Mr. Brooks seems to have the perfect life. He’s happily married, has a daughter in college, and has just been elected as Portland’s business man of the year. There’s only one problem: he’s addicted to killing people. Brooks’ alter ego manages to pursuade him to make another kill but while Books pledges it will be his last one, a photographer who calls himself Mr. Smith spots him in the act. Luckily, Smith doesn’t go to the police, but instead asks Brooks if he can come along on his next trip. Apparantly Smith got such a kick of seeing the murder that he wants to experience that moment again.
Meanwhile, detective Tracy Atwood is hunting the Thumbprint killer, as Brooks is known to the general audience…
Sound and Vision:
There’s some grain and compression errors present and also the depth could have been better. The level of black isn’t completely what it should be and the question is raised why RCV decided to release the DVD with an aspect ratio of 1.78:1 while the movie itself is 1.85:1.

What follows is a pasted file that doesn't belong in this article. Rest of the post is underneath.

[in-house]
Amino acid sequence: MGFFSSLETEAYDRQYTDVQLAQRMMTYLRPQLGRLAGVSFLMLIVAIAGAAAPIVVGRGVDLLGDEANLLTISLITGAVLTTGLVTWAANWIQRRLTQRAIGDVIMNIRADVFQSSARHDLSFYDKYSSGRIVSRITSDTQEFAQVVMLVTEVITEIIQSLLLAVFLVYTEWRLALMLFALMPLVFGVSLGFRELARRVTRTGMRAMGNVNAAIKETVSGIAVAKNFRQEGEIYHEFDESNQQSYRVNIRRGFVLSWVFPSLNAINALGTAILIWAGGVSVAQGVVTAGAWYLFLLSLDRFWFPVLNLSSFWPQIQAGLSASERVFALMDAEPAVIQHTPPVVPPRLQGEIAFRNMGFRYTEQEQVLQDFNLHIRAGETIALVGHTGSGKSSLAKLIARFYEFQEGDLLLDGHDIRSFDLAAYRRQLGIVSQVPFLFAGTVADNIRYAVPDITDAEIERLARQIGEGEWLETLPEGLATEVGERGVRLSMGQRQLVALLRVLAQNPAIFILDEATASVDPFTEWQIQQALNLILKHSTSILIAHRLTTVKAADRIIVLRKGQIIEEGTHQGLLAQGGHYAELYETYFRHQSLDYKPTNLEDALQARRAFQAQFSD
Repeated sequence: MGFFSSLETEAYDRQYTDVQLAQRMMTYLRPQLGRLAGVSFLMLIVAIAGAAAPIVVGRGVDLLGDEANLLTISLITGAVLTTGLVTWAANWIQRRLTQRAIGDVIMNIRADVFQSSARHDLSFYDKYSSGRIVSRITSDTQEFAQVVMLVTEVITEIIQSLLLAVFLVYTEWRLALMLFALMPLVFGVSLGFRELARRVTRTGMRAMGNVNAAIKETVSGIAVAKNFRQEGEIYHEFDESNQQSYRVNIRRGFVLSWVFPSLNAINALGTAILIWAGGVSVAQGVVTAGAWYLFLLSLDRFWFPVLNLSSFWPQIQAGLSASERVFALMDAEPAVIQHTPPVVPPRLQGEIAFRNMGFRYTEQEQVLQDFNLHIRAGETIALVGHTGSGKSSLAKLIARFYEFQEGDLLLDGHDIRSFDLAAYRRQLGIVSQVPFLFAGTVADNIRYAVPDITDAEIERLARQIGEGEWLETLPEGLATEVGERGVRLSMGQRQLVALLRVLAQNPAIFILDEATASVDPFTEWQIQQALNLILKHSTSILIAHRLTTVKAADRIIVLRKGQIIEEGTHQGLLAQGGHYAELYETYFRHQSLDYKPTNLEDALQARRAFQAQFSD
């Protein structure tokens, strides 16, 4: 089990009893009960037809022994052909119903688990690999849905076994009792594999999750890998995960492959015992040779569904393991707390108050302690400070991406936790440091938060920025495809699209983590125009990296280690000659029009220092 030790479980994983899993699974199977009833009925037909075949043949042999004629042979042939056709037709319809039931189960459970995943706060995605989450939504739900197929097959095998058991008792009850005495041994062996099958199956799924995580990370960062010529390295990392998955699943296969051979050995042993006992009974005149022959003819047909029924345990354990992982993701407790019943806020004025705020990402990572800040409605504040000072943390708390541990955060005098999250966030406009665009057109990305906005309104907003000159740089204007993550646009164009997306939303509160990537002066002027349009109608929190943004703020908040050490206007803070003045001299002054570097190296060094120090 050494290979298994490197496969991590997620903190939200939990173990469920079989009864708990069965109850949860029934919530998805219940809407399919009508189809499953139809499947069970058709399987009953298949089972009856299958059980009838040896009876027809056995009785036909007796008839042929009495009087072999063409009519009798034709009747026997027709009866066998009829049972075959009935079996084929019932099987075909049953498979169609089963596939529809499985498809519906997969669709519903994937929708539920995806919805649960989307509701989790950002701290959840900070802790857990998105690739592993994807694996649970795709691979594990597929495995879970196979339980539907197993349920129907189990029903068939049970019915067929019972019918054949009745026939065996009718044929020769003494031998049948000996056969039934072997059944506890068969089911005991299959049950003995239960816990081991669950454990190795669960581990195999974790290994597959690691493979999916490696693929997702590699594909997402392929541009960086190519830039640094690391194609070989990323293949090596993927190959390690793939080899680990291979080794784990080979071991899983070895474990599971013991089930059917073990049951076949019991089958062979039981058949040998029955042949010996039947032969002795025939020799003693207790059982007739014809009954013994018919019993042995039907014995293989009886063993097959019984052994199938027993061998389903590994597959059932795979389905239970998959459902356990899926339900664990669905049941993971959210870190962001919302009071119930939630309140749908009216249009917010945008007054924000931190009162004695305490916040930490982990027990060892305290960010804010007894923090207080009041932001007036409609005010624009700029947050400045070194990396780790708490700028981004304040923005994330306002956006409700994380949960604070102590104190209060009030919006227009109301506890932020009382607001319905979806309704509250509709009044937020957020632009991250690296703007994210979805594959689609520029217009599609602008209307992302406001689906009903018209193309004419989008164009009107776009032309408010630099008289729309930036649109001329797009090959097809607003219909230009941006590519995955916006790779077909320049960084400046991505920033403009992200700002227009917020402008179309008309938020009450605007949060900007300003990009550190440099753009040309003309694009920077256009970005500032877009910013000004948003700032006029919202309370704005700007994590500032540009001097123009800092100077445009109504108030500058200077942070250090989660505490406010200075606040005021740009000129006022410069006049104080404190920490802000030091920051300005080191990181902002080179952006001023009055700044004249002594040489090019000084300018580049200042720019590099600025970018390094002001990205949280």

The soundtrack does its job nicely with good use of the surround speakers for effects, music and ambiance, while they remain silent when not necessary. The subwoofer has a nice supporting role and the dialogues are always clear and understandable.
None, not even a menu
Although RCV could have done a lot better with the release of this DVD, Mr. Brooks is definitely a movie you’ll want to check out. The interaction between Mr. Brooks and his alter ego Marshall, as well as the plot surrounding Mr. Smith, Brooks’ daughter and the police, is quite fascinating to watch and will keep the viewer at the edge of his seat. Too bad the dvd release itself is so thin, this movie certainly deserves more